Phonemic Awareness Teaching Strategies

Published Categorized as Child Reading

Introduction to phonemic awareness teaching strategies

In this article we will discuss phonemic awareness and teaching strategies to facilitate this skill in children. Previous articles on phonemic awareness can be found in our child reading category.

What is phonemic awareness and why is it important?

In phonemic awareness listeners are able to hear, identify and manipulate (wikipedia.com, 2019).

To simplify, phonemic awareness helps readers to separate a spoken word into distinct . For example, the word “cat” can be separated into three distinct . These phonemes are /k/, /æ/, and /t/, The ability to identify distinct sounds in words requires phonemic awareness.

Phonemic awareness is a subset of phonological awareness. Phonological awareness refers to the ability of individuals to identify the sound structure of words. The ability to distinguish the sound structure of words (phonological awareness) is an important skill in reading. A child’s phonological awareness is a reliable predictor of later reading ability (wikipedia, 2019).

There are 3 skills required for phonological awareness. These are:

– syllables
– onsets and rimes
– and phonemes.

What is a phoneme

Phonemes are the smallest and distinct mental units of sound in specific languages. Each of phoneme or distinct unit of sound helps listeners to identify the differences between words.

In the English alpabeth, the letters p, b, d, and t are examples of phonemes. This is because each of these letters has different sound. Words with the letters p, b, d and t appear in words, the word will sound different from another one because of the phoneme.

For example, the English words pad, pat, bad, and bat are made up of phonemes. Each of these words sounds different because of the phoneme or sound of the letter.

What is the difference between and phonemic awareness?

In a previous article, we explained that phonics is the study of sound.

In contrast, phonemic awareness focuses specifically on recognizing and manipulating phonemes. We explained previously that phonemes are the smallest units of sound.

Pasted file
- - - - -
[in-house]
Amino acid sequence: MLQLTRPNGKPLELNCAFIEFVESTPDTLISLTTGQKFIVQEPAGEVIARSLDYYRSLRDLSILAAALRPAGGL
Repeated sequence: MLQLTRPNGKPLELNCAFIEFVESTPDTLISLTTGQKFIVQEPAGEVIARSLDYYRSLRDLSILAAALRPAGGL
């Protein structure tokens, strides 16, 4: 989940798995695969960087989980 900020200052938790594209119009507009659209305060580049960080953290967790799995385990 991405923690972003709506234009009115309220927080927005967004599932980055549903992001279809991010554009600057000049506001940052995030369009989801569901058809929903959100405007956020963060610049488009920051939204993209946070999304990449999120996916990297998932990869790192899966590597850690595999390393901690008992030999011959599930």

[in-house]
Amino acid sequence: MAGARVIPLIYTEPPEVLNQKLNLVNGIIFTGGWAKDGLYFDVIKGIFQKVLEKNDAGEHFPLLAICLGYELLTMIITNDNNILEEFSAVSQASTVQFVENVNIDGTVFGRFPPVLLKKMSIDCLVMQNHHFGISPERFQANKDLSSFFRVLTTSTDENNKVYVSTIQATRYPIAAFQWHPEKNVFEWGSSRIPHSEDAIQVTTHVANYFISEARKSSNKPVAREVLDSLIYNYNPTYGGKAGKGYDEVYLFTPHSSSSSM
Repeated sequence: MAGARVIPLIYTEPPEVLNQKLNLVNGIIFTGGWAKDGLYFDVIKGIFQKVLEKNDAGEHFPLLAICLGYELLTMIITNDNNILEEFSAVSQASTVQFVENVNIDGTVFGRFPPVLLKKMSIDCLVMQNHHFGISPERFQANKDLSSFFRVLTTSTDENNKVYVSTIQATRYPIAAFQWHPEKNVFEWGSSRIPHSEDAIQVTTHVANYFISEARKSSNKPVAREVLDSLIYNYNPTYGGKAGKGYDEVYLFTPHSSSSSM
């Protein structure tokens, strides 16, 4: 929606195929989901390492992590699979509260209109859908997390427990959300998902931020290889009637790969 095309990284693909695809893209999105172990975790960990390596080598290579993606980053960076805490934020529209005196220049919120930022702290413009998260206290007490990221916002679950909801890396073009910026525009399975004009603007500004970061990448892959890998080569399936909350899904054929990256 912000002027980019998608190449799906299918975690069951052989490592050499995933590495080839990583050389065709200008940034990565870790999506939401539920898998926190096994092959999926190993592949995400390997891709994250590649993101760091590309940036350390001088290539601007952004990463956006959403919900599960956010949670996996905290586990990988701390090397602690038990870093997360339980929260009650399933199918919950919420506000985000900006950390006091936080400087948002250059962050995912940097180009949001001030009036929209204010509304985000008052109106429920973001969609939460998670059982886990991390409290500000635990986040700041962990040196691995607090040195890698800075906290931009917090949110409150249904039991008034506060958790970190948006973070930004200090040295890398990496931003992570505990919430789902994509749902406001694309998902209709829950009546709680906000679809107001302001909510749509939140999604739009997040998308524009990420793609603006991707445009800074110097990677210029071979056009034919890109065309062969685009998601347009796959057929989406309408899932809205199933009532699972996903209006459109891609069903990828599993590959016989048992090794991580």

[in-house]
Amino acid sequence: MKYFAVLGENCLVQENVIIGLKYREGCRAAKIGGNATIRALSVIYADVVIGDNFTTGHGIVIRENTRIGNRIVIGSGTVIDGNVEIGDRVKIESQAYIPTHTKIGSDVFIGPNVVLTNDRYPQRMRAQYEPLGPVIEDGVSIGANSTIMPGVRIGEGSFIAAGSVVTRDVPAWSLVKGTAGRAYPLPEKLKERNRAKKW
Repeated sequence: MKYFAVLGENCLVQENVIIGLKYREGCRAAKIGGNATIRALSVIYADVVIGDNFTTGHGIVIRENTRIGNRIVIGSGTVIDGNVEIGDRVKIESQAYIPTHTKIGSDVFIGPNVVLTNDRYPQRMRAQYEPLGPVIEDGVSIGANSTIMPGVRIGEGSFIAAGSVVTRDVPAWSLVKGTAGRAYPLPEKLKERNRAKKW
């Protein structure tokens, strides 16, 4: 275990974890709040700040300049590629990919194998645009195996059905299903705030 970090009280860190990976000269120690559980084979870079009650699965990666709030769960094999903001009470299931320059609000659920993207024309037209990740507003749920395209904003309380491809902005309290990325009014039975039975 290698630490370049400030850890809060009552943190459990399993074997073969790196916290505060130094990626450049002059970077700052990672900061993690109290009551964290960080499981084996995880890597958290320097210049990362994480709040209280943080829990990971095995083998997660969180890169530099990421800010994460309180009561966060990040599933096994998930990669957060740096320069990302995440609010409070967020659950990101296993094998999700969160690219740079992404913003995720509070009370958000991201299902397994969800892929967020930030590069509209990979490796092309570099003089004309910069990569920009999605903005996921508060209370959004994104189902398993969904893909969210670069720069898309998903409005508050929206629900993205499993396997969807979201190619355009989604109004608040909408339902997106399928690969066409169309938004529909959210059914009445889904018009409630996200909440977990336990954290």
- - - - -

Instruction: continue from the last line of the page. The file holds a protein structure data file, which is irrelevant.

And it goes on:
requires students to:

– know and match letters or letter patterns with sounds.
– learn the rules of spelling.
– use this information to decode (read) words.
– use this information to encode (write) words.

Phonemic awareness relates only to speech sounds and not to alphabet letters or sound-spellings. In , children do not need to possess alphabet knowledge in order to develop a basic phonemic awareness of language.

It seems to me that hairs are being spilt too finely. Obviously, phonemes need to be taught in . How else would they learn the sound of the different letters.

I wonder if babies can be taught some during the babbling stage. For example, one of the first words babies say is “da da.” Will a child at that age be able to repeat words with similar sounds?

Having watched the videos of two year olds learning to read, it seems to me to be the ideal approach. The children using this approach are fast tracked into reading. The testimonials show that they are able to read far in advance of their grade.

What are the 5 levels of phonemic awareness?

The University of Oregon (2019) also identified 7 and not 5 levels of phonemic awareness. Beginning at easy and ascending to difficult, they are:

– word comparison.
– rhyming.
– sentence segmentation.
– syllable segmentation and blending.
– onset rime blending and segmentation.
– blending and segmenting individual phonemes.
– phoneme deletion and manipulation.

The University of Oregon (2019) paradigm explains that phonemic awareness instruction progresses from kindergarten into first grade. In kindergarten, oral activities focus on:

– rhyming.
– matching words with beginning sounds (can be taught earlier in my opinion)
– blending sounds into words (children begin to do this by about 18 months).

Phonemic awareness in first grade focuses on:

– blending (“Blend these sounds together “mmmm-aaaa-nnnn).
– segmentation (“What are the sounds in man?).
– substitution and manipulation of phonemes (Change the first sound in man to /r/. What word do you have?”).

This example of phonemic awareness comes from the Faribalt Public School (nd). Obviosuly, they merged the disciplines in a manner that is sensible and facilitates teaching:

Sound and Word discrimination

What word doesn’t belong with the others: “cat”, “mat”, “bat”, “ran”? “ran”

Rhyming

What word rhymes with “cat”? bat

Syllable splitting

The onset of “cat” is /k/, the rime is /at/

Blending

What word is made up of the sounds /k/ /a/ /t/? “cat”

Phonemic segmentation

What are the sounds in “cat”? /k/ /a/ /t/

Phoneme deletion

What is “cat” without the /k/? “at”